With a new class this year, in a new building, I have spent a lot more time than usual preparing my classroom schedule and reflecting on the difficulties on addressing both the federally and state mandated academic curriculum and the absolutely necessary functional curriculum all while meeting personal care and behavioral needs (and assuring my paraprofessionals get their well deserved breaks). Below is a Slideshare of where I am right now with scheduling. (Click icon of the screen to actually be able to read it.)
It looks good on paper, but will 15 minutes really be enough to bring three girls and a boy (By the way when does that happen in intensive special needs? More girls than boys in a class? This has to be a first!) to the rest room and "freshen up" the other young man? Besides we all know the schedule will be blown to bits by a seizure, a "meltdown", a fire drill, an assembly, wheelchair clinic and/or therapy schedules many days. Still I love to think that it is possible to fit everything that is important into the (completely inadequate) 30 hours a week I am allotted.
There is a very interesting article in this month's Education and Training in Developmental Disabilities on the factors contributing to the use of a functional curriculum in a cross categorical special educational classroom. It really pushed me to reflect on whether my beliefs about the value of a functional curriculum match what I do in the classroom. It also pushed me to think about how much NCLB and mandated state assessment takes time from my instructional day and limits the time I have to actually address functional curriculum. Reading the article made me shift a few things around in the schedule and think about how to better balance what I am mandated to do by the law and what I am mandated to do by my student's needs. In a contest between teaching to a test and teaching my student the skills that will bring them better outcomes in life and a higher quality of life overall deciding what to do takes mere seconds.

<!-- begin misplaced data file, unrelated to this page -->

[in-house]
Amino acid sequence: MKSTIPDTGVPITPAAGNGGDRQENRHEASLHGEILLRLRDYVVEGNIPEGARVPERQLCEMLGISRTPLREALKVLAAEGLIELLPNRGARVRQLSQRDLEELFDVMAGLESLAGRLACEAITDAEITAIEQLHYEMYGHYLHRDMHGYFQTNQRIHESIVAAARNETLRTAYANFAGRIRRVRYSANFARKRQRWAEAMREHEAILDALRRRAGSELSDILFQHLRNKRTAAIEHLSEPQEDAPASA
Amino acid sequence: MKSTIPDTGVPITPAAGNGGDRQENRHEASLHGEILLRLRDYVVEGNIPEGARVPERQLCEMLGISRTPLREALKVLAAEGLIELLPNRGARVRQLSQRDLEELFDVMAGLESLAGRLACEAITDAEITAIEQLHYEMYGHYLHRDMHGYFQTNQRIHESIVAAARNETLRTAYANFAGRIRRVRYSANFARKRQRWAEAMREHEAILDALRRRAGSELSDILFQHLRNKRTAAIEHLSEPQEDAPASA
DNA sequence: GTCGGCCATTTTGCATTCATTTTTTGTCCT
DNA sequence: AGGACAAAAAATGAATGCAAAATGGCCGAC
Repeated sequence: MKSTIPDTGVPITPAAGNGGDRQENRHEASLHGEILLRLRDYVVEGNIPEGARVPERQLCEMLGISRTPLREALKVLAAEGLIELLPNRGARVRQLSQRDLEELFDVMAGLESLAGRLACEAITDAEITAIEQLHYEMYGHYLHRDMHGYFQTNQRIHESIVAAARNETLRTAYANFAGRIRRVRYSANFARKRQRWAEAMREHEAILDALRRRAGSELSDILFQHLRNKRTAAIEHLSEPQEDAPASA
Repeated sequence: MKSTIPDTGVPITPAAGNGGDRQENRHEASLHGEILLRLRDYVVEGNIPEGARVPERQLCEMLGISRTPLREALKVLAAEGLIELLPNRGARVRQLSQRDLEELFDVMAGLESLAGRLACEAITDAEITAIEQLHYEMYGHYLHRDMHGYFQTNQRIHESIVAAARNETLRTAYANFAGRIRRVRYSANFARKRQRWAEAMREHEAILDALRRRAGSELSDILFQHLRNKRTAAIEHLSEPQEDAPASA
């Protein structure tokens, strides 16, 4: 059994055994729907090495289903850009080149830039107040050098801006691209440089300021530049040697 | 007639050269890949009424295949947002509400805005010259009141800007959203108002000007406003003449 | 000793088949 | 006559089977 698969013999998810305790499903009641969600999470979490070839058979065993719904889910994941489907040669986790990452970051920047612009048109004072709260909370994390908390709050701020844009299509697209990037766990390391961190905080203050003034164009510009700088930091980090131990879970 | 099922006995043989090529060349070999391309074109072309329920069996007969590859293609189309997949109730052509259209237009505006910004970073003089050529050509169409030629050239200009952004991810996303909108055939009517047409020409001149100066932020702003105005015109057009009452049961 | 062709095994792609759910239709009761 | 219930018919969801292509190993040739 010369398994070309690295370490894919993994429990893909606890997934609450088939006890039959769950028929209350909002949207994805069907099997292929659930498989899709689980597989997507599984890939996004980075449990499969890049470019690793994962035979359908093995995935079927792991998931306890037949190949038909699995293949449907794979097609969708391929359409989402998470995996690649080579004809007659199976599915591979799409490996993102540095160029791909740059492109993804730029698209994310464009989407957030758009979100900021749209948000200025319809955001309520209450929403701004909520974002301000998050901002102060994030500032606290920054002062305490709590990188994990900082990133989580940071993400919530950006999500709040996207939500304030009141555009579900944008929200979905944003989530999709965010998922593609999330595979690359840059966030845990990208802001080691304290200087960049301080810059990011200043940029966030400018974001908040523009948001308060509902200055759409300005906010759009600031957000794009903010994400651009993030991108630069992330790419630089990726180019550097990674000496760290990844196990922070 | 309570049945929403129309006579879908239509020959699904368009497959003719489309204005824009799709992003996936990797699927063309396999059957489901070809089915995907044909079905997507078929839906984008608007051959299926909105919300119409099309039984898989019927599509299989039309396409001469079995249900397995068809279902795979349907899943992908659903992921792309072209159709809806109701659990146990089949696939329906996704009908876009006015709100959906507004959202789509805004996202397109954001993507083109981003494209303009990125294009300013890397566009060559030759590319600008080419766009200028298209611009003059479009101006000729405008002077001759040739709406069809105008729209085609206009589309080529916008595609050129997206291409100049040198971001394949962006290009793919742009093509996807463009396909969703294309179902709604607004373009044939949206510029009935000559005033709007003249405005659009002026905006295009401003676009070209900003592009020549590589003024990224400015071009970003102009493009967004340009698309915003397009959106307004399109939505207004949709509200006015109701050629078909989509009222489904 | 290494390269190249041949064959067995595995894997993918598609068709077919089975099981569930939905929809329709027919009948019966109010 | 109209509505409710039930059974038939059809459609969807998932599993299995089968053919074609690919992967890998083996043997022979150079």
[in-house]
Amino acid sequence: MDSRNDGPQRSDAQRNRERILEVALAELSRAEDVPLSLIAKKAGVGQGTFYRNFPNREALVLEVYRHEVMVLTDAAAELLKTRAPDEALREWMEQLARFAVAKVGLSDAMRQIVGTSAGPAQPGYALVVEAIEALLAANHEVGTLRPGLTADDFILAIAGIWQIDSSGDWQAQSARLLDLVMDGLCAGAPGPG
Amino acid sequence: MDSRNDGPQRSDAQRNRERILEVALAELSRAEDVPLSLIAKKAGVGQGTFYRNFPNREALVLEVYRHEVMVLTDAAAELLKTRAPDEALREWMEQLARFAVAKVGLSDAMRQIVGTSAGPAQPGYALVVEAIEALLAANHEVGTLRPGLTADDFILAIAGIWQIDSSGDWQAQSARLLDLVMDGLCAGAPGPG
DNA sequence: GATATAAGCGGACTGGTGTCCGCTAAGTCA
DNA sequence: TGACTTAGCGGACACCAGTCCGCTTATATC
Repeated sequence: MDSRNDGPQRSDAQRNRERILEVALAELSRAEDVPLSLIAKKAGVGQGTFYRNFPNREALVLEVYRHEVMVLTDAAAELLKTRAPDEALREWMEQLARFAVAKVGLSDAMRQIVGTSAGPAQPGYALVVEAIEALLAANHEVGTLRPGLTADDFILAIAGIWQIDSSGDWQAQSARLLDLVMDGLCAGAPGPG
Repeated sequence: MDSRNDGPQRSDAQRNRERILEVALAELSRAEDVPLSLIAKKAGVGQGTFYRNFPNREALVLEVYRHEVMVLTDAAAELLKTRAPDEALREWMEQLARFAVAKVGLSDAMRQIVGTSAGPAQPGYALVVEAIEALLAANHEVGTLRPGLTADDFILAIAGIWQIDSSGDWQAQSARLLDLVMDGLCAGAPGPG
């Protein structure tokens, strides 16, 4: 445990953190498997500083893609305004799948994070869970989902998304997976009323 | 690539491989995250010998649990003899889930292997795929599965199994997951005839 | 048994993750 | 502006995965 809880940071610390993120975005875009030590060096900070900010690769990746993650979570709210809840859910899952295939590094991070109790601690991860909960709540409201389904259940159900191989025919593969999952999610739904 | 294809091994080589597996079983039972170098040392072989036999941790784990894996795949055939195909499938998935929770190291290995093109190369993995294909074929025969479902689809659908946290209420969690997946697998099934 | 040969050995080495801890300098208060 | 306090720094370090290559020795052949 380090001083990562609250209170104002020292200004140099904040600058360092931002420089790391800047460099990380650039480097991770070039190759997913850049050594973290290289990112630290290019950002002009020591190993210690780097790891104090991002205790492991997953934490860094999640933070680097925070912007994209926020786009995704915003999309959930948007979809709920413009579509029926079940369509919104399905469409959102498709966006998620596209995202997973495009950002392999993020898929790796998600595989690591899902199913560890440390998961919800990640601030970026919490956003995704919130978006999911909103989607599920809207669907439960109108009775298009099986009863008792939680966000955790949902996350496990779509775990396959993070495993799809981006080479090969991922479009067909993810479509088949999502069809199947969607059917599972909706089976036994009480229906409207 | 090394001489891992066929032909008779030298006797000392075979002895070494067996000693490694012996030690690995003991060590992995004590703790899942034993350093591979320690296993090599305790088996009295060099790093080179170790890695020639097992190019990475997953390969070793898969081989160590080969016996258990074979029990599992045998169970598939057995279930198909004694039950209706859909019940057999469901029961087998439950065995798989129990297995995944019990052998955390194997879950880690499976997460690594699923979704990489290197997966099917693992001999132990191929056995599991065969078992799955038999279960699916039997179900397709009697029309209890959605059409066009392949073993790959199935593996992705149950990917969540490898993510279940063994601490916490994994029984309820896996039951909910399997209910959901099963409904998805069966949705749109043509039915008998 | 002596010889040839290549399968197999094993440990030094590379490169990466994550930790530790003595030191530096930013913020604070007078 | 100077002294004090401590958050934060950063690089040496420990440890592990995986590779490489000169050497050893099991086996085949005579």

Besides what good is knowing who Walt Whitman is or your state's history if you have no way to communicate it? And what good is knowing algebra or geometry if you can't count money or tell time? And what good is knowing how to write or type if you can't figure how to make a grocery list and then shop for those groceries?